You're wrong when you say that animals can't communicate, and more so that they can't communicate with us. Because they can. And to a big extent, we can understand them.
The jobs of behaviorists is solely understanding behavior, specifically nonhuman animal behavior. I'll use the dog as an example, since it is a common element in society we interact with.
A dog can tell his owner exactly how he's feeling through body language...it's left to the owner to understand (which he can easily do through a quick google search). Wagging tail and perked up ears? He's happy. Butt in the air with attentive eyes and excited posture? He wants to play. Tail between legs, ears drooped down, and body shrunk in? He's scared. For a more advanced example, my dog will let me know he's hungry by circling around his bowl or actually bringing the bowl to me. Sometimes, if I'm upstairs he'll clank his nails on the bowl to catch me attention. I, as a human with superior self-awareness and general cognition (aka common sense), can interpret that my dog needs food in his bowl. Considering he has a food bowl and two water bowls and always brings me the food one, I'd say he understands patterns quite well.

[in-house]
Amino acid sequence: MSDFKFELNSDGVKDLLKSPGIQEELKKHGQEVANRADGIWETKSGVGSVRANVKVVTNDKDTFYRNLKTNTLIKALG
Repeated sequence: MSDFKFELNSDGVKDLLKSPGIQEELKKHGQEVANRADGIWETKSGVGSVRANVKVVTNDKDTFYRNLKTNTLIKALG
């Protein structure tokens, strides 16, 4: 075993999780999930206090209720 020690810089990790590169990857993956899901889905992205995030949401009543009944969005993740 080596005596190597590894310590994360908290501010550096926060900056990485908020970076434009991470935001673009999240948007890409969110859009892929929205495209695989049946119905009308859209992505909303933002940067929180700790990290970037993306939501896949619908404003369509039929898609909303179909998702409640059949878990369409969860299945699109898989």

But maybe you're not talking about domesticated animals. Well, it pretty much applies to the wild ones as well. Chimpanzees use hand gestures, facial expressions, and vocal sounds to get their messages across. They also live in a hierarchical society in which alphas run things. Failure to stay in line results in punishment, which is a form of communication and creates a stable pattern (ie. "Do this and something you don't like will happen). So I'd say that animals do have a sense of communication and patterns. Sure, it's not as advanced so the chimp in North America can get his point across to the chimp in Asia, but it does the job for immediate survival.
In conclusion, the communication and patterns of animals may not be as advanced as humans, but it certainly isn't the things that separates humans from nonhuman animals.